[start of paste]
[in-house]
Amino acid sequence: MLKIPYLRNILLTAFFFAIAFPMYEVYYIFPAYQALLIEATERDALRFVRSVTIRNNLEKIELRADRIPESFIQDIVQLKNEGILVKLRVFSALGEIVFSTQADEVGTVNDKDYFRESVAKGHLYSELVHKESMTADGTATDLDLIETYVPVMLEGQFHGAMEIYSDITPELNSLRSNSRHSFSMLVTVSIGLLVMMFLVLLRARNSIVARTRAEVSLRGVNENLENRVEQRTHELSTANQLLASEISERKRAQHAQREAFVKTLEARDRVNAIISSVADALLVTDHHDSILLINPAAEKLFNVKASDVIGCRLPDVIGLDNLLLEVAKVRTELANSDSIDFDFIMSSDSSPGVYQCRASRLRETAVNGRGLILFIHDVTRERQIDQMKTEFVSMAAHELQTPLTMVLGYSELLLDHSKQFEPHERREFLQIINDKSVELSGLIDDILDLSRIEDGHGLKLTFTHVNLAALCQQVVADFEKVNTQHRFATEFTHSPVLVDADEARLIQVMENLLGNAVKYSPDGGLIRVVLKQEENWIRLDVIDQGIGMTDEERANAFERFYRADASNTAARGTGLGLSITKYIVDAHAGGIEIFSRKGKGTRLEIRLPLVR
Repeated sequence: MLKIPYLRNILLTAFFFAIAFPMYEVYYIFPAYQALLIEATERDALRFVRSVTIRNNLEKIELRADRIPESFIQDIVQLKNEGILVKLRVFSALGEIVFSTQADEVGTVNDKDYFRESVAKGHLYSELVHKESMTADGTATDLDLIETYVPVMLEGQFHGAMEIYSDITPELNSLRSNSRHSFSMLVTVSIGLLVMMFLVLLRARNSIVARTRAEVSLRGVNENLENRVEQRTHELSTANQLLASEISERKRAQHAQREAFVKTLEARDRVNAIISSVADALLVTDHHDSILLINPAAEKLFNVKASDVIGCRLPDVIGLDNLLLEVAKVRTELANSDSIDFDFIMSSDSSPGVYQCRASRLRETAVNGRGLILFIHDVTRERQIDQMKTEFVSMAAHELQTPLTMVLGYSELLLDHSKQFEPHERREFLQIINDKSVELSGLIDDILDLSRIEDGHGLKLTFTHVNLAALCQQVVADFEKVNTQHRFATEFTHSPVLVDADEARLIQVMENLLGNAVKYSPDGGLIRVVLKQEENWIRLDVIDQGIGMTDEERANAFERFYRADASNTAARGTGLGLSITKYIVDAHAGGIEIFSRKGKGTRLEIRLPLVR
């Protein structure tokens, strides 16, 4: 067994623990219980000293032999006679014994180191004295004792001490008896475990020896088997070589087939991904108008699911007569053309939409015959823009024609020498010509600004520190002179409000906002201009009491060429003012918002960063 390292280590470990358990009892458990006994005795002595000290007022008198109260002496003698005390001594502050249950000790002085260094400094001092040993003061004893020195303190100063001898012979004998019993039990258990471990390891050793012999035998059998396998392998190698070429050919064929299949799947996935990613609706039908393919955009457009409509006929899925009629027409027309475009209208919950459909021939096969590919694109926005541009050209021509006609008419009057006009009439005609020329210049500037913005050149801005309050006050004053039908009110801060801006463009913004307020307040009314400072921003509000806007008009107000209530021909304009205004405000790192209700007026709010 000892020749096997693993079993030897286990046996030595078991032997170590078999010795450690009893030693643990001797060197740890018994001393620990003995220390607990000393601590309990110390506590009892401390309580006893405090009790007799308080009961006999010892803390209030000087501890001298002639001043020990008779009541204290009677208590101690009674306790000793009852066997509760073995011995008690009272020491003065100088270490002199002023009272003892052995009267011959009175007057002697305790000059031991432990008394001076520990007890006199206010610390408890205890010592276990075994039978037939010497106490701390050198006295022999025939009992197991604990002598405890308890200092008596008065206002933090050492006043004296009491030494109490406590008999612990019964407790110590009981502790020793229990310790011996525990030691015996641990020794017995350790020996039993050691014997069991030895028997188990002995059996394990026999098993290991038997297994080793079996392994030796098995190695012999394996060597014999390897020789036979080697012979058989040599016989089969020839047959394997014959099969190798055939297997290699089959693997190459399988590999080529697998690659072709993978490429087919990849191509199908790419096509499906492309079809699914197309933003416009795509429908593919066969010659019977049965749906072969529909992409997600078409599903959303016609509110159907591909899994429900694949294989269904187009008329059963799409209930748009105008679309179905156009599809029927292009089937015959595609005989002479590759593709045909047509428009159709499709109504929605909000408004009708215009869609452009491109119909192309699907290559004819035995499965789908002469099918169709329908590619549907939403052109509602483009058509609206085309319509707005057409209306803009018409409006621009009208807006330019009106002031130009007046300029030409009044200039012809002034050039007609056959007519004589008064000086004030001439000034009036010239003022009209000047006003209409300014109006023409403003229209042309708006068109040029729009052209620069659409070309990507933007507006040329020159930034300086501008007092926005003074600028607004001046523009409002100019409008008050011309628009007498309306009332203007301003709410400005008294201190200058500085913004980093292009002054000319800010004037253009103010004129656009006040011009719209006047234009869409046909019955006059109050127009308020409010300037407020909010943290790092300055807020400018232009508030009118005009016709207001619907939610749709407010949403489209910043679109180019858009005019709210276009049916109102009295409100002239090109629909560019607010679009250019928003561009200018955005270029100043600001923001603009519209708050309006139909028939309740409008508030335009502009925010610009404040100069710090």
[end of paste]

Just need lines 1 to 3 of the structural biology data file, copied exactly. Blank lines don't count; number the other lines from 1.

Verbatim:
[in-house]
Amino acid sequence: MLKIPYLRNILLTAFFFAIAFPMYEVYYIFPAYQALLIEATERDALRFVRSVTIRNNLEKIELRADRIPESFIQDIVQLKNEGILVKLRVFSALGEIVFSTQADEVGTVNDKDYFRESVAKGHLYSELVHKESMTADGTATDLDLIETYVPVMLEGQFHGAMEIYSDITPELNSLRSNSRHSFSMLVTVSIGLLVMMFLVLLRARNSIVARTRAEVSLRGVNENLENRVEQRTHELSTANQLLASEISERKRAQHAQREAFVKTLEARDRVNAIISSVADALLVTDHHDSILLINPAAEKLFNVKASDVIGCRLPDVIGLDNLLLEVAKVRTELANSDSIDFDFIMSSDSSPGVYQCRASRLRETAVNGRGLILFIHDVTRERQIDQMKTEFVSMAAHELQTPLTMVLGYSELLLDHSKQFEPHERREFLQIINDKSVELSGLIDDILDLSRIEDGHGLKLTFTHVNLAALCQQVVADFEKVNTQHRFATEFTHSPVLVDADEARLIQVMENLLGNAVKYSPDGGLIRVVLKQEENWIRLDVIDQGIGMTDEERANAFERFYRADASNTAARGTGLGLSITKYIVDAHAGGIEIFSRKGKGTRLEIRLPLVR
Repeated sequence: MLKIPYLRNILLTAFFFAIAFPMYEVYYIFPAYQALLIEATERDALRFVRSVTIRNNLEKIELRADRIPESFIQDIVQLKNEGILVKLRVFSALGEIVFSTQADEVGTVNDKDYFRESVAKGHLYSELVHKESMTADGTATDLDLIETYVPVMLEGQFHGAMEIYSDITPELNSLRSNSRHSFSMLVTVSIGLLVMMFLVLLRARNSIVARTRAEVSLRGVNENLENRVEQRTHELSTANQLLASEISERKRAQHAQREAFVKTLEARDRVNAIISSVADALLVTDHHDSILLINPAAEKLFNVKASDVIGCRLPDVIGLDNLLLEVAKVRTELANSDSIDFDFIMSSDSSPGVYQCRASRLRETAVNGRGLILFIHDVTRERQIDQMKTEFVSMAAHELQTPLTMVLGYSELLLDHSKQFEPHERREFLQIINDKSVELSGLIDDILDLSRIEDGHGLKLTFTHVNLAALCQQVVADFEKVNTQHRFATEFTHSPVLVDADEARLIQVMENLLGNAVKYSPDGGLIRVVLKQEENWIRLDVIDQGIGMTDEERANAFERFYRADASNTAARGTGLGLSITKYIVDAHAGGIEIFSRKGKGTRLEIRLPLVR